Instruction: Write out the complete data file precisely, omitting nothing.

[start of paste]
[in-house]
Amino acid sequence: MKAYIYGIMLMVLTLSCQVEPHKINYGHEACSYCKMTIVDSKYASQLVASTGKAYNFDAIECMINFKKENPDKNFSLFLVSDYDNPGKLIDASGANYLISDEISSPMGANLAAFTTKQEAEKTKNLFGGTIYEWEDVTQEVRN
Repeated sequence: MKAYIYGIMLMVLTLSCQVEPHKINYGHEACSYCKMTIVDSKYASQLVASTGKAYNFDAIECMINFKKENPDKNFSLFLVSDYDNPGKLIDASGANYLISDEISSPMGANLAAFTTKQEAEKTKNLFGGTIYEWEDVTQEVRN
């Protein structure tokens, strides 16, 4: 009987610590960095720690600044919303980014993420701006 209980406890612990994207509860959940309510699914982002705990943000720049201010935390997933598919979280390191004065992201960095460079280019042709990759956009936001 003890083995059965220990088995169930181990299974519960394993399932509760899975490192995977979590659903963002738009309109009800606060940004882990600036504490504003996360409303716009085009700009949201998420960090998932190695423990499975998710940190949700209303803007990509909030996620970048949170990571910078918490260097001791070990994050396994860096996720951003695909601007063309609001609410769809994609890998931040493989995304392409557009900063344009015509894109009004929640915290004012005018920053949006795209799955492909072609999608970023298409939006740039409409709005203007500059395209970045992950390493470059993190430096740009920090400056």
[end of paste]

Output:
[in-house]
Amino acid sequence: MKAYIYGIMLMVLTLSCQVEPHKINYGHEACSYCKMTIVDSKYASQLVASTGKAYNFDAIECMINFKKENPDKNFSLFLVSDYDNPGKLIDASGANYLISDEISSPMGANLAAFTTKQEAEKTKNLFGGTIYEWEDVTQEVRN
Repeated sequence: MKAYIYGIMLMVLTLSCQVEPHKINYGHEACSYCKMTIVDSKYASQLVASTGKAYNFDAIECMINFKKENPDKNFSLFLVSDYDNPGKLIDASGANYLISDEISSPMGANLAAFTTKQEAEKTKNLFGGTIYEWEDVTQEVRN
């Protein structure tokens, strides 16, 4: 009987610590960095720690600044919303980014993420701006 209980406890612990994207509860959940309510699914982002705990943000720049201010935390997933598919979280390191004065992201960095460079280019042709990759956009936001 003890083995059965220990088995169930181990299974519960394993399932509760899975490192995977979590659903963002738009309109009800606060940004882990600036504490504003996360409303716009085009700009949201998420960090998932190695423990499975998710940190949700209303803007990509909030996620970048949170990571910078918490260097001791070990994050396994860096996720951003695909601007063309609001609410769809994609890998931040493989995304392409557009900063344009015509894109009004929640915290004012005018920053949006795209799955492909072609999608970023298409939006740039409409709005203007500059395209970045992950390493470059993190430096740009920090400056």